Manitoba woman shares story about personal experience with controversial treatment for MS
A Manitoba woman who travelled to Egypt to receive a controversial treatment for multiple sclerosis said she's noticed a major change in her health.
"It went very well. I'm feeling awesome. I have a lot more energy," said Nicole Benes.
She underwent the procedure called the liberation treatment in May after getting tested for CCSVI, or blocked jugular veins. Some doctors believe that condition causes MS.
Benes said the procedure, which involved tiny balloons being inserted into her veins, didn't take long. While the surgery and trip to Egypt cost thousands of dollars, Benes calls it an investment.
"It really goes to show that this works…I don't think it's a cure in any means, I really don't. I don't think I've been cured, but I do feel that my quality of life has improved.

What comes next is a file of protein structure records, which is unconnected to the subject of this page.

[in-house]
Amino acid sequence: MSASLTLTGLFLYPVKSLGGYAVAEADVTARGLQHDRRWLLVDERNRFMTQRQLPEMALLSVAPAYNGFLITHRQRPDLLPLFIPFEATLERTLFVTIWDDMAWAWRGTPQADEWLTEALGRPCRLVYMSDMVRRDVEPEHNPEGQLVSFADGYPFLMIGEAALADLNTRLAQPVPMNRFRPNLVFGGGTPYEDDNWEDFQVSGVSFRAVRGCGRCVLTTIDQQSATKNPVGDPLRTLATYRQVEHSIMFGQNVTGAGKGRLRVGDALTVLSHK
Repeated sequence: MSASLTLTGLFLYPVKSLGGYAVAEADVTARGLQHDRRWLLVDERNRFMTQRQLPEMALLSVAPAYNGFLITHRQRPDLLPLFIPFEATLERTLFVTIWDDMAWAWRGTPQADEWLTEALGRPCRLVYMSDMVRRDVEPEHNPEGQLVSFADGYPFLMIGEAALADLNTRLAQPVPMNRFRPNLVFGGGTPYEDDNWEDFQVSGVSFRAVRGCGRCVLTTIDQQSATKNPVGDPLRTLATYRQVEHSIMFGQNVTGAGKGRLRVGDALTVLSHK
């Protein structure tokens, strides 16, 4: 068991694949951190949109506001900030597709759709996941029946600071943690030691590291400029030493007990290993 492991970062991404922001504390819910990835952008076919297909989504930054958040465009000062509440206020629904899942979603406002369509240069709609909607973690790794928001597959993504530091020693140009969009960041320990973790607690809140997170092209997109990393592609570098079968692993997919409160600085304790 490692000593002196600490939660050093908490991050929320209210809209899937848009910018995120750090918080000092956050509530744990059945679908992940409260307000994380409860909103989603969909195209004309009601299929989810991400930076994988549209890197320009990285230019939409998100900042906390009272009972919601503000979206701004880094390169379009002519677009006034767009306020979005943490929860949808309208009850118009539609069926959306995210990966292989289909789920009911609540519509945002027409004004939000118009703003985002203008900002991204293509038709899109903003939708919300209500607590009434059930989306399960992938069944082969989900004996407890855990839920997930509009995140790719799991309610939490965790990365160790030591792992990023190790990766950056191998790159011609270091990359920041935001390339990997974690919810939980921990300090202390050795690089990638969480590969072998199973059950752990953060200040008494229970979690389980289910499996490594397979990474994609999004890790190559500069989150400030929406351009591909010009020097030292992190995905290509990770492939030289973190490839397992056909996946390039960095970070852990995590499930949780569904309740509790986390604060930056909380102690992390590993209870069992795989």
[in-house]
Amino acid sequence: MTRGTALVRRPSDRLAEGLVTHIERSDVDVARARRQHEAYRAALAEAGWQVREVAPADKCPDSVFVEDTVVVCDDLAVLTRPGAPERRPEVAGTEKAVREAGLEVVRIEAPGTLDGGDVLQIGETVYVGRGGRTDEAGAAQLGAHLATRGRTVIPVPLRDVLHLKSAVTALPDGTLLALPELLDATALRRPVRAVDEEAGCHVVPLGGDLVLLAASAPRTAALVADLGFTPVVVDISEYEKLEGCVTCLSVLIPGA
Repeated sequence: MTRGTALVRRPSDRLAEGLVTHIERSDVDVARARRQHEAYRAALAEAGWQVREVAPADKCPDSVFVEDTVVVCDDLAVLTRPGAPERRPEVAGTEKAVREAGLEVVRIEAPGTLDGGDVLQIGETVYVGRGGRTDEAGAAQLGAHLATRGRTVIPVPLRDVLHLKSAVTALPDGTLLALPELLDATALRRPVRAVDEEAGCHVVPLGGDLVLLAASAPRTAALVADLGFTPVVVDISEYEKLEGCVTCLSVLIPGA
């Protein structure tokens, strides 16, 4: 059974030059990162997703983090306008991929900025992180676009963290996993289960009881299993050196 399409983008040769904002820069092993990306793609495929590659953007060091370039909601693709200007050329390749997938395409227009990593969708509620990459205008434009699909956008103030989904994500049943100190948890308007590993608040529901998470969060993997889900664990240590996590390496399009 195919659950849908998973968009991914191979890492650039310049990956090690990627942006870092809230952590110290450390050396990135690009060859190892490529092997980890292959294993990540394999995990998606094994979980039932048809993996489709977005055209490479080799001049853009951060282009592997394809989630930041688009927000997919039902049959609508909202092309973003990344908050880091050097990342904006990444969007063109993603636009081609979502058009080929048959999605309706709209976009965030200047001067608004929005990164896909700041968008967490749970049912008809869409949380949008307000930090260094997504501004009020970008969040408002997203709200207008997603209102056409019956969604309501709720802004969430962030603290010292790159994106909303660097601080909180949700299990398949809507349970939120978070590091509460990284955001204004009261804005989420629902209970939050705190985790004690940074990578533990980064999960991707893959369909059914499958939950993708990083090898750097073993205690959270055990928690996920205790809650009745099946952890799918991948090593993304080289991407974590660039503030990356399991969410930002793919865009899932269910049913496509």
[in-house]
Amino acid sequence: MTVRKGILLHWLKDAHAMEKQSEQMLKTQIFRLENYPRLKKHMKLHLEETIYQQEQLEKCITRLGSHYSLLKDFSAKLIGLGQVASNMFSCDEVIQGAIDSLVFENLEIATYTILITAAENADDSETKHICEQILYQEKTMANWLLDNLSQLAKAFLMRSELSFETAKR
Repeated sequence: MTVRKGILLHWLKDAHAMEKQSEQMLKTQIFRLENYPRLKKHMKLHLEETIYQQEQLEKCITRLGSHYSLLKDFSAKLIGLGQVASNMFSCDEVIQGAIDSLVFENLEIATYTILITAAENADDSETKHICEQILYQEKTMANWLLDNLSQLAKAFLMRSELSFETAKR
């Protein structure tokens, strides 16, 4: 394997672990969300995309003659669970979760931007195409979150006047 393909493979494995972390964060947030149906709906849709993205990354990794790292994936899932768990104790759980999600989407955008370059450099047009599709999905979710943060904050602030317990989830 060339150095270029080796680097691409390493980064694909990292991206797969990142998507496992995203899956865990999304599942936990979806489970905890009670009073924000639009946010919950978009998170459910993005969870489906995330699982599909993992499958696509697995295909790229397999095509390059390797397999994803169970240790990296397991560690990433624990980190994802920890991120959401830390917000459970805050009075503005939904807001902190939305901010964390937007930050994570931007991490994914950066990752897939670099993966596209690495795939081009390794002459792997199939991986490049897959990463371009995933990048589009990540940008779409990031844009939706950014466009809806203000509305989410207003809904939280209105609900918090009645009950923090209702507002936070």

On top of having more energy, Benes said her MS symptoms, such as numbness, cold hands and feet and vertigo, have vanished.
"It's an amazing transformation, for sure," said Benes.
"It's wonderful to actually have my wife back…and actually have us living life again," said Benes' husband Roman.
Benes said she has faith her health will continue to improve. For follow-up monitoring after undergoing the procedure, Benes will have to travel to the U.S.
- with a report from CTV's Susan Tymofichuk